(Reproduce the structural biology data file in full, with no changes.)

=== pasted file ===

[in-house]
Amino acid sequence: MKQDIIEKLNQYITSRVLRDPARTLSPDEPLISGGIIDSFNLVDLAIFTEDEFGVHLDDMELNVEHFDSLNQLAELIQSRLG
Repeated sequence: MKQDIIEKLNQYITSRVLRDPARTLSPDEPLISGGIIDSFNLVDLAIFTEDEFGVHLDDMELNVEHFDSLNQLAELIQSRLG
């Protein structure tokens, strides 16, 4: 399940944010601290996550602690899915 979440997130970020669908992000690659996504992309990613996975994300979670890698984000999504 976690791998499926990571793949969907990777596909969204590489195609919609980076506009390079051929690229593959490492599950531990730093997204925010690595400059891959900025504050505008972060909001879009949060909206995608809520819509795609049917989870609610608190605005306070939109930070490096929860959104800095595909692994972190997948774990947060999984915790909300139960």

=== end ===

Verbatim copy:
[in-house]
Amino acid sequence: MKQDIIEKLNQYITSRVLRDPARTLSPDEPLISGGIIDSFNLVDLAIFTEDEFGVHLDDMELNVEHFDSLNQLAELIQSRLG
Repeated sequence: MKQDIIEKLNQYITSRVLRDPARTLSPDEPLISGGIIDSFNLVDLAIFTEDEFGVHLDDMELNVEHFDSLNQLAELIQSRLG
């Protein structure tokens, strides 16, 4: 399940944010601290996550602690899915 979440997130970020669908992000690659996504992309990613996975994300979670890698984000999504 976690791998499926990571793949969907990777596909969204590489195609919609980076506009390079051929690229593959490492599950531990730093997204925010690595400059891959900025504050505008972060909001879009949060909206995608809520819509795609049917989870609610608190605005306070939109930070490096929860959104800095595909692994972190997948774990947060999984915790909300139960």